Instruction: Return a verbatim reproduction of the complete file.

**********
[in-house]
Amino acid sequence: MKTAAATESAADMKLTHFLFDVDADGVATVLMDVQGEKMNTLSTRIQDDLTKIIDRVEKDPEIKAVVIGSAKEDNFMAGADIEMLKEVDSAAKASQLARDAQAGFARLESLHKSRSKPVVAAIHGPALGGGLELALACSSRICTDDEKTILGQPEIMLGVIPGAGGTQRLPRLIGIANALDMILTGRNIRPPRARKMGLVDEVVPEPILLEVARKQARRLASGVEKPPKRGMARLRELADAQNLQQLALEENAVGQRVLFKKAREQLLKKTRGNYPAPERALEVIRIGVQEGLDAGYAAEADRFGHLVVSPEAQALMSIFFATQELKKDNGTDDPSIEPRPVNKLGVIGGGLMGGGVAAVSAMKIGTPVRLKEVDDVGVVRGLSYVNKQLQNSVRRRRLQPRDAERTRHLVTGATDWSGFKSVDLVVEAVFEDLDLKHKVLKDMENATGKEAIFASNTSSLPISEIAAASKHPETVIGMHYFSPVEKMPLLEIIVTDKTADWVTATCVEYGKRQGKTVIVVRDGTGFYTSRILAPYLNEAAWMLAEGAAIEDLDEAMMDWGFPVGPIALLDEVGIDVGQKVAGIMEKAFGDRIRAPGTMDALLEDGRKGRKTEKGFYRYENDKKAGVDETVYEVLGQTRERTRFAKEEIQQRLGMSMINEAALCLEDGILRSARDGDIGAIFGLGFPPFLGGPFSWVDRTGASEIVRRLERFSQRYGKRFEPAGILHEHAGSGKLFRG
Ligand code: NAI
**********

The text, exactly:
[in-house]
Amino acid sequence: MKTAAATESAADMKLTHFLFDVDADGVATVLMDVQGEKMNTLSTRIQDDLTKIIDRVEKDPEIKAVVIGSAKEDNFMAGADIEMLKEVDSAAKASQLARDAQAGFARLESLHKSRSKPVVAAIHGPALGGGLELALACSSRICTDDEKTILGQPEIMLGVIPGAGGTQRLPRLIGIANALDMILTGRNIRPPRARKMGLVDEVVPEPILLEVARKQARRLASGVEKPPKRGMARLRELADAQNLQQLALEENAVGQRVLFKKAREQLLKKTRGNYPAPERALEVIRIGVQEGLDAGYAAEADRFGHLVVSPEAQALMSIFFATQELKKDNGTDDPSIEPRPVNKLGVIGGGLMGGGVAAVSAMKIGTPVRLKEVDDVGVVRGLSYVNKQLQNSVRRRRLQPRDAERTRHLVTGATDWSGFKSVDLVVEAVFEDLDLKHKVLKDMENATGKEAIFASNTSSLPISEIAAASKHPETVIGMHYFSPVEKMPLLEIIVTDKTADWVTATCVEYGKRQGKTVIVVRDGTGFYTSRILAPYLNEAAWMLAEGAAIEDLDEAMMDWGFPVGPIALLDEVGIDVGQKVAGIMEKAFGDRIRAPGTMDALLEDGRKGRKTEKGFYRYENDKKAGVDETVYEVLGQTRERTRFAKEEIQQRLGMSMINEAALCLEDGILRSARDGDIGAIFGLGFPPFLGGPFSWVDRTGASEIVRRLERFSQRYGKRFEPAGILHEHAGSGKLFRG
Ligand code: NAI